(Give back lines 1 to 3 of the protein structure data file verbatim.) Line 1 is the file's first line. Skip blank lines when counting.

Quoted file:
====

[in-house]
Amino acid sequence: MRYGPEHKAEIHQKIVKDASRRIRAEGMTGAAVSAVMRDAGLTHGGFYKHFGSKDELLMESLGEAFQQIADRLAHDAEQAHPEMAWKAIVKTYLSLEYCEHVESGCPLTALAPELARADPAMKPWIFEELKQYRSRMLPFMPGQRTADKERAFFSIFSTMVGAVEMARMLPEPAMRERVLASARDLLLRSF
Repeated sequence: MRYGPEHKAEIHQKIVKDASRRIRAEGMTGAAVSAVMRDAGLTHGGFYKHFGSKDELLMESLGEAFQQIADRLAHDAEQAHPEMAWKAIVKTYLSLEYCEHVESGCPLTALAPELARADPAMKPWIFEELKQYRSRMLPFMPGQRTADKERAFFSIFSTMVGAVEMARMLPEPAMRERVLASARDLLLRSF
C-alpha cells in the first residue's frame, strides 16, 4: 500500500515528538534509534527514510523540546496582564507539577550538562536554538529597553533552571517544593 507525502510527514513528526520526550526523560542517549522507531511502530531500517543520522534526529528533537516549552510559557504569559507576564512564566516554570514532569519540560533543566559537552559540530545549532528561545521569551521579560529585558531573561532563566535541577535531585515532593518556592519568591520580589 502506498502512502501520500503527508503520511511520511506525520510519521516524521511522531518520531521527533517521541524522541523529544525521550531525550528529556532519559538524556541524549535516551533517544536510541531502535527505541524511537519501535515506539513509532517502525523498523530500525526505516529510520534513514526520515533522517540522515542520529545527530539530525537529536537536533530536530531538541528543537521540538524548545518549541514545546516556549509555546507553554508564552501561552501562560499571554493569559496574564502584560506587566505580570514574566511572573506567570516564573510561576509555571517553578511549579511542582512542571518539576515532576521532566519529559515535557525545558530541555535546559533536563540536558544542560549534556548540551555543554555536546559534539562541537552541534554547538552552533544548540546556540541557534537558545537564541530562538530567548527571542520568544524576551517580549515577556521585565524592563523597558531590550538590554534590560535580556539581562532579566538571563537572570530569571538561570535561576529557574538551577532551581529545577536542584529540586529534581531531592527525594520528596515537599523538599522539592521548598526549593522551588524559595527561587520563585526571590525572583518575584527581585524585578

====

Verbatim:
[in-house]
Amino acid sequence: MRYGPEHKAEIHQKIVKDASRRIRAEGMTGAAVSAVMRDAGLTHGGFYKHFGSKDELLMESLGEAFQQIADRLAHDAEQAHPEMAWKAIVKTYLSLEYCEHVESGCPLTALAPELARADPAMKPWIFEELKQYRSRMLPFMPGQRTADKERAFFSIFSTMVGAVEMARMLPEPAMRERVLASARDLLLRSF
Repeated sequence: MRYGPEHKAEIHQKIVKDASRRIRAEGMTGAAVSAVMRDAGLTHGGFYKHFGSKDELLMESLGEAFQQIADRLAHDAEQAHPEMAWKAIVKTYLSLEYCEHVESGCPLTALAPELARADPAMKPWIFEELKQYRSRMLPFMPGQRTADKERAFFSIFSTMVGAVEMARMLPEPAMRERVLASARDLLLRSF